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To Remember

Tanya Stefanova Popova-Decheva, Sevlievo


This project was developed by Tanya Stefanova Popova-Decheva in Sevlievo. The first stage of the project consisted of a series of lectures on the Holocaust for students of 8th, 9th and 10th grade. The lessons learned were presented in a public event on March 10, the Day of the salvation of Bulgarian Jews and the commemoration of the Holocaust victims. In the auditorium of our school, the event organizers, students from 9th grade, prepared a report and a presentation for the event and the audience watched a documentary about the tragedy experienced by the Jews during the Holocaust. The project culminated with innovative activities that showed an impressive civic attitude from our students.


The second part of the project was a music program at the Dimitar Dimov Drama Theater in Kardzhali where, in honor of the 74th anniversary of the Salvation of Bulgarian Jews during the Second World War, the Day of Tolerance and Interethnic Support was held. Our students prepared three performances: The hymn of the Republic of Bulgaria, a Bulgarian folk song, and the Jewish song “Horchat hai caliptus.” I, Tanya Popova, read a poem dedicated to Assia Raberman, a Holocaust survivor I met in Blegoevgrad, in front of the audience.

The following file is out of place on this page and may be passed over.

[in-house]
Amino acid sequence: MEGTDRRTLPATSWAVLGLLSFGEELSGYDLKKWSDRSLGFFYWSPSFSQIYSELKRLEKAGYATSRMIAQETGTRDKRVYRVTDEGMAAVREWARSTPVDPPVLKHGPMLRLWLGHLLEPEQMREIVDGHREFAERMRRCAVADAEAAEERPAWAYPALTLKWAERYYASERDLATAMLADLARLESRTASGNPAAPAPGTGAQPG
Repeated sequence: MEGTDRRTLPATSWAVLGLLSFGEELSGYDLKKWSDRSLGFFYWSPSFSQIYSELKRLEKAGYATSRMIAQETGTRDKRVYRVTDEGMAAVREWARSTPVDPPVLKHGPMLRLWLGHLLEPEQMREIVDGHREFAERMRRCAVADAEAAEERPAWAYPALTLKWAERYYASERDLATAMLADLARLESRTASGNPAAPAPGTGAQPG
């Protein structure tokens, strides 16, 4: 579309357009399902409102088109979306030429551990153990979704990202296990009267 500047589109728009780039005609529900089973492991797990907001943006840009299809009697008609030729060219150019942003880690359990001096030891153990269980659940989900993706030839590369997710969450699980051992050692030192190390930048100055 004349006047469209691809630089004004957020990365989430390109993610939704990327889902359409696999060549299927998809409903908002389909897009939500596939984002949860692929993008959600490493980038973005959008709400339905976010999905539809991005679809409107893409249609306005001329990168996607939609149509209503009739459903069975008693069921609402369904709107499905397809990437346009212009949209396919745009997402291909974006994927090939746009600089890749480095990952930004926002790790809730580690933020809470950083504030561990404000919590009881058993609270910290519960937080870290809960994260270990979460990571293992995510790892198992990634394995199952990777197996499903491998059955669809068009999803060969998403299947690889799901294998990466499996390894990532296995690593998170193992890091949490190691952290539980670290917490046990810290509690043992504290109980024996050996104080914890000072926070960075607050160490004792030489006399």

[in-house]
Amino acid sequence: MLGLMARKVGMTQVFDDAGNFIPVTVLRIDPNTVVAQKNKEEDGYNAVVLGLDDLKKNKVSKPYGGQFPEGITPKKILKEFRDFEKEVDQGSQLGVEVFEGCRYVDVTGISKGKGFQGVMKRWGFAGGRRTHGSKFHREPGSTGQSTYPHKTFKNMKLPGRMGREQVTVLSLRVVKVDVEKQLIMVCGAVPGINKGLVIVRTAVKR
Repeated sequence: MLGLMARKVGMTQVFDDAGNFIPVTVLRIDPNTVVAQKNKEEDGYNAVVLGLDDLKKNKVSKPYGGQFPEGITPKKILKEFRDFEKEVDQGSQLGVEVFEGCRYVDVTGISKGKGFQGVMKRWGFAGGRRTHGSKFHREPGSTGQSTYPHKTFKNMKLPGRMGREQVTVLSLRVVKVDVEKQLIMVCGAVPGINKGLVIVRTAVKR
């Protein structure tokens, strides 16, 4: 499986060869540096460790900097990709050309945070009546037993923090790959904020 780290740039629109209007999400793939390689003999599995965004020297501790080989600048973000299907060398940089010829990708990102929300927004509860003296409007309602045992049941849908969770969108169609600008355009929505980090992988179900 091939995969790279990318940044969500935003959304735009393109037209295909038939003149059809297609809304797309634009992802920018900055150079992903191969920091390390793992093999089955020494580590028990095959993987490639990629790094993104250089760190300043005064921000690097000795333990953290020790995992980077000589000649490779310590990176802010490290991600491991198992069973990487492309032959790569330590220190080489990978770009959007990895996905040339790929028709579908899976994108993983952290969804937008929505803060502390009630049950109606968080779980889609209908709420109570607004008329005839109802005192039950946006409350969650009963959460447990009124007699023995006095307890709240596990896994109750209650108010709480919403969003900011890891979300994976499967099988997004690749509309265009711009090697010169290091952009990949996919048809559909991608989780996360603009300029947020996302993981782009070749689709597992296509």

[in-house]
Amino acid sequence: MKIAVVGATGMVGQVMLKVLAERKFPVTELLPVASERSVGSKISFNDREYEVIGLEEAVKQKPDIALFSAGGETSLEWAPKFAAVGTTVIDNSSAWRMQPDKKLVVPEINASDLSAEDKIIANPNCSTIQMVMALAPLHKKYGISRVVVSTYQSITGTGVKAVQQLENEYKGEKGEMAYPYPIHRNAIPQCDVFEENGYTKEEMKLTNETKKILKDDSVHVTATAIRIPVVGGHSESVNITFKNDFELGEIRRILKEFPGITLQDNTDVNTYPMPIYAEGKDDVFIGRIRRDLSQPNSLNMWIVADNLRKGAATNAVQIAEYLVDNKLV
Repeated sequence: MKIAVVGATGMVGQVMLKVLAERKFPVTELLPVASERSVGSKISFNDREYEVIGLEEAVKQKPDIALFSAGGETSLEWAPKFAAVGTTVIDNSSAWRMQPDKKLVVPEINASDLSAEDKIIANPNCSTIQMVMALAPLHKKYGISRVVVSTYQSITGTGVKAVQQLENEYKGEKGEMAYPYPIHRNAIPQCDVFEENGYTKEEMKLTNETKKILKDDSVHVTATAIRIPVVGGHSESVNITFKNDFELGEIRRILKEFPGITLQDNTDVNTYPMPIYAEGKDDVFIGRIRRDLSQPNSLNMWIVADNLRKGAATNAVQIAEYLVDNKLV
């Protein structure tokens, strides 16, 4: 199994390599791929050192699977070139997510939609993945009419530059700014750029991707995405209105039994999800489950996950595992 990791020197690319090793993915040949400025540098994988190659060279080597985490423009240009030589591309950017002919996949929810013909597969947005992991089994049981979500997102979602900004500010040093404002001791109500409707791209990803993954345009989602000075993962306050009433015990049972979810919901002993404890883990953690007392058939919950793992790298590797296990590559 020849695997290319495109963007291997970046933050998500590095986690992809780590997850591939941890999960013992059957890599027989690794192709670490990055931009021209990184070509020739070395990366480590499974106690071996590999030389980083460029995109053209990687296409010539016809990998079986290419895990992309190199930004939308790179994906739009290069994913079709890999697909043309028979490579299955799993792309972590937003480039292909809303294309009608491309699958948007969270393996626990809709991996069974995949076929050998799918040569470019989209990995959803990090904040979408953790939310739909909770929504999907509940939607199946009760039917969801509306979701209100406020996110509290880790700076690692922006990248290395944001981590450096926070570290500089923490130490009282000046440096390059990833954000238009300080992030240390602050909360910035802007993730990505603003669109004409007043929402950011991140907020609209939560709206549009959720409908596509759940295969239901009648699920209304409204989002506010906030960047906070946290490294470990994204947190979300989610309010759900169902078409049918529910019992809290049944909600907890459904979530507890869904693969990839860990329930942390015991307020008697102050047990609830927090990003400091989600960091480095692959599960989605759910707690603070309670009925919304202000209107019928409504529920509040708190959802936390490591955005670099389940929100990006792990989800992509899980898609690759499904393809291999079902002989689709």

The third event was the closing session, a literary and musical program titled “The Light That Saves Us”. With the help of socio-drama, several moments related to Jewish life were presented – Passover and Hanukkah holidays, as well as important historical events and personalities. History and legend, myth and song were interwoven to make the dialogue between cultures, people and time possible.


The second part of the program was a theatre performance with a scenario based on Bar-Zohar’s book, Beyond Hitler’s Grasp. Students expressed our common pursuit of light and courage in the name of life.


During this time, some of our students also focused on participating in Alef’s competition of essays about the life and work of Shimon Peres.


In the next school year we will do research on the contribution of Jewish people to Bulgarian and world literature and science, as well as their contribution to the humanitarian cause. The videos from our events can be watched here:


For more information about The Olga Lengyel Institute for Holocaust Studies and Human Rights (TOLI), please contact

TOLI is located at 58 East 79th Street in Manhattan. (get directions)